TOUR OPERATORS & LODGING
Independent travel is all but impossible in Bhutan. You must go through a government-licensed tour operator (they obtain your US$40 visa) and pay the minimum daily tariff of US$250 in high season (September–November and March–May) or US$200 in other months. Most itineraries are about nine days, and can be booked through seasoned, highend companies such as Remote Lands (remotelands.com) and Absolute Travel (absolutetravel. com). Carole Cambata (email@example.com), a member of T+L's A-List, our network of editor-approved travel agents, also specializes in Bhutan.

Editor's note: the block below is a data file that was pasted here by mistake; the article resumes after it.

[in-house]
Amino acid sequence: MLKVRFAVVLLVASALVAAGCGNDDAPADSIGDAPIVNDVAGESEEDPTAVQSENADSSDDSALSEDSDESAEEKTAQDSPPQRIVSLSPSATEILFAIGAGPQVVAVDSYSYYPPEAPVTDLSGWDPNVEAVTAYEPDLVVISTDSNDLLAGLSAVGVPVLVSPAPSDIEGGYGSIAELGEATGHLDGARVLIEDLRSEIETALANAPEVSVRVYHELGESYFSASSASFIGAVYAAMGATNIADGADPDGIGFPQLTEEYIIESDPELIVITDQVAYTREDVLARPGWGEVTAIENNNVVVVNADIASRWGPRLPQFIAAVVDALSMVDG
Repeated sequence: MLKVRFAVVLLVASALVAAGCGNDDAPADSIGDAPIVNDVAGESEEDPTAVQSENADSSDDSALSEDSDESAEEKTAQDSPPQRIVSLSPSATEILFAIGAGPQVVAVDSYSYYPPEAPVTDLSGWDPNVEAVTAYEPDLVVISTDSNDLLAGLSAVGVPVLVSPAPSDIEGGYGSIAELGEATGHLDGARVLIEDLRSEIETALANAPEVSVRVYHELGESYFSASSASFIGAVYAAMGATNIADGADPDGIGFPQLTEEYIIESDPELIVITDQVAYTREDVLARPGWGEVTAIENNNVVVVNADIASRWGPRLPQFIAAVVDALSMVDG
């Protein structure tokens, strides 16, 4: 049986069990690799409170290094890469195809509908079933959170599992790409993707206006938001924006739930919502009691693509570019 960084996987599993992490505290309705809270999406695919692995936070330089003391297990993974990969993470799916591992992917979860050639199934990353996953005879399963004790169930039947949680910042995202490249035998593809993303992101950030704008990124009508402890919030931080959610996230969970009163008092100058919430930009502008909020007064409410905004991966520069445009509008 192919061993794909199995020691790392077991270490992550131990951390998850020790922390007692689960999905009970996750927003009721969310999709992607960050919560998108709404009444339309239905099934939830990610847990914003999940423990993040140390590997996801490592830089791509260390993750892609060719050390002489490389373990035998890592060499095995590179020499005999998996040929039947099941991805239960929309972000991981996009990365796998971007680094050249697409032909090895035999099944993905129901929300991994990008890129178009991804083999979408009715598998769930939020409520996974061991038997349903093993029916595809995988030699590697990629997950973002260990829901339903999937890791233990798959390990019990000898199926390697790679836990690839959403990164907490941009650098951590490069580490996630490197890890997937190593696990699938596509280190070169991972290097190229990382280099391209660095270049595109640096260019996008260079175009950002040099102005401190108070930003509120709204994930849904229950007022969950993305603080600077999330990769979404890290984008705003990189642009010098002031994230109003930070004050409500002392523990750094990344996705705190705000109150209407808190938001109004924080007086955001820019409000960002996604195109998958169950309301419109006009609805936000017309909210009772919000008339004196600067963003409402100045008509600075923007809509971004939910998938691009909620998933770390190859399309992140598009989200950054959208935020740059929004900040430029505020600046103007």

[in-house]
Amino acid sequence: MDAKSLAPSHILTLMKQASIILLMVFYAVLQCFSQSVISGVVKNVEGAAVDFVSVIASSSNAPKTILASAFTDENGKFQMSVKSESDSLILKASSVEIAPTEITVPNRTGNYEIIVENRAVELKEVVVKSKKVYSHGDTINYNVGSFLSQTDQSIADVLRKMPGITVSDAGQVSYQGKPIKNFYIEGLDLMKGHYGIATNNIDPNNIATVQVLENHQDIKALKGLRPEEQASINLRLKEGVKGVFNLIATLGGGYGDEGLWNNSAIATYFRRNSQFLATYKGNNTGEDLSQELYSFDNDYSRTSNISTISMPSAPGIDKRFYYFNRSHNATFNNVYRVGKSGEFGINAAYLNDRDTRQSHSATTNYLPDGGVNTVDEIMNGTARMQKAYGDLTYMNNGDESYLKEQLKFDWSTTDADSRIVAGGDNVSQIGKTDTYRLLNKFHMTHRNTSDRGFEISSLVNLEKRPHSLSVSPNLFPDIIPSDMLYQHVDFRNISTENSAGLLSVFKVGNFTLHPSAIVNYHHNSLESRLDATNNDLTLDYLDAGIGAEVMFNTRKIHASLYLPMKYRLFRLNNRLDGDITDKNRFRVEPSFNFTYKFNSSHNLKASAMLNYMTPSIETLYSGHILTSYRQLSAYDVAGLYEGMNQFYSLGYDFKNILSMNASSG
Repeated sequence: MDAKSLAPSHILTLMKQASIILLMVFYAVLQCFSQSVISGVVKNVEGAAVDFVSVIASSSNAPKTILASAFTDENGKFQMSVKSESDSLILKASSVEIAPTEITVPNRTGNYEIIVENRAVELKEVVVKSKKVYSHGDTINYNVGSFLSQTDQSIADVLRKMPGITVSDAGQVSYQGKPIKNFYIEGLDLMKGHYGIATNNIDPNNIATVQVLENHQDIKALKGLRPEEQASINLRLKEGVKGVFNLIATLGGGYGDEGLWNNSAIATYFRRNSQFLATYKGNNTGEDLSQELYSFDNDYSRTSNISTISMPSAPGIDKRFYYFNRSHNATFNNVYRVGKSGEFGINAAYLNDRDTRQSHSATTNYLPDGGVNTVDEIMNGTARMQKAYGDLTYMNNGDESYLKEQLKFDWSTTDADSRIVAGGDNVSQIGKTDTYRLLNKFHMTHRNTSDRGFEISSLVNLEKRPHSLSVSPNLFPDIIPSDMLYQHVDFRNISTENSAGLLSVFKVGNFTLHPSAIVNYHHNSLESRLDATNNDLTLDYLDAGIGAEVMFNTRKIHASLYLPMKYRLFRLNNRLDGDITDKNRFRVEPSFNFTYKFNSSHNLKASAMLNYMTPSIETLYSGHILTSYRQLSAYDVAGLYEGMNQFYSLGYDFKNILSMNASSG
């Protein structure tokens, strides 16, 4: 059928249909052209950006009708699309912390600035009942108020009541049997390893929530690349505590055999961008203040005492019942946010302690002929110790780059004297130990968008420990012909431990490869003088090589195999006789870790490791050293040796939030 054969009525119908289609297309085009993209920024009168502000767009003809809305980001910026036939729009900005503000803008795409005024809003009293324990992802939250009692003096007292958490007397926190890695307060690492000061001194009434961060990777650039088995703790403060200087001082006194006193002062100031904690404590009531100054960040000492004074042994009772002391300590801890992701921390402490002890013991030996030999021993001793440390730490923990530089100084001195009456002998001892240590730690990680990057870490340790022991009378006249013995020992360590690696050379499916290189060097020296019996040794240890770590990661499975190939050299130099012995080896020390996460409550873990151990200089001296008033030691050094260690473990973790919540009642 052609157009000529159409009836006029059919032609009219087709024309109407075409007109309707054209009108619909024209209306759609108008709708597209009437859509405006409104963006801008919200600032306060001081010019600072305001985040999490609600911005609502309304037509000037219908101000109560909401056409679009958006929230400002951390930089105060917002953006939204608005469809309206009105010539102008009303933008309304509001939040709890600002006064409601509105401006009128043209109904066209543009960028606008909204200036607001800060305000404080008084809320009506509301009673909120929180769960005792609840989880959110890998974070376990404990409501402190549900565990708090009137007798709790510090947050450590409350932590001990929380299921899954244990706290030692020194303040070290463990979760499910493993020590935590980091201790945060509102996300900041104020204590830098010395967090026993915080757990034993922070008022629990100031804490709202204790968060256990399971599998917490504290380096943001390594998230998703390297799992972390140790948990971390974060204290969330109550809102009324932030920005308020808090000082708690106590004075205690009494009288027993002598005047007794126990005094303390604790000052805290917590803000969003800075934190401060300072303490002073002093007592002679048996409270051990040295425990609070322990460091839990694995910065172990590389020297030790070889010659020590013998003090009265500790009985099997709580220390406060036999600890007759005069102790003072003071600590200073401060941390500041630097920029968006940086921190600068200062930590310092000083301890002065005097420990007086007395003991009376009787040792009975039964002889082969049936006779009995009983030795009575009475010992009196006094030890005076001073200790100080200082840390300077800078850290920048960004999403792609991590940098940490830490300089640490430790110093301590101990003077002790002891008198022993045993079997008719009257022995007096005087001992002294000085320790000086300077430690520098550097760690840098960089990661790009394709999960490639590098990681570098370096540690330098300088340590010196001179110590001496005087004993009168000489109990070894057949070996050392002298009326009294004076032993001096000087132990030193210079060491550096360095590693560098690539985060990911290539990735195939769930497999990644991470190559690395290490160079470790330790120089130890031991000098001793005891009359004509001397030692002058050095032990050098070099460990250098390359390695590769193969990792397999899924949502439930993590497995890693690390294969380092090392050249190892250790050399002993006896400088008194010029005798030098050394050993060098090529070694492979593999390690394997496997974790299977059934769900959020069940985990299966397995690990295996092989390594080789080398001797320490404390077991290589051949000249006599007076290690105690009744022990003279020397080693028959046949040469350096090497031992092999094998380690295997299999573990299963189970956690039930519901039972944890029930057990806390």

I stayed at Amankora (aman. com; doubles from US$1,550, allinclusive), a series of five luxury lodges in valleys around the country. You don't have to stay at all five—but many visitors make the circuit to get the full experience. One of my favorites was Amankora Gangtey Lodge, an opulent eight-suite hotel on a hilltop in the remote Phobjikha Valley. It is within hiking distance of the vibrant Gangtey village and its ancient monastery, and each suite has its own wood-fired stove. Ask for a hot-stone bath to unwind at dusk. Another standout, Amankora Punakha Lodge, can be reached only by walking over a suspension bridge swaying above a roaring river. Hiking trails from its doorway lead across an orange orchard to small farms that seem lost in the Middle Ages, with prayer wheels placed at strategic points.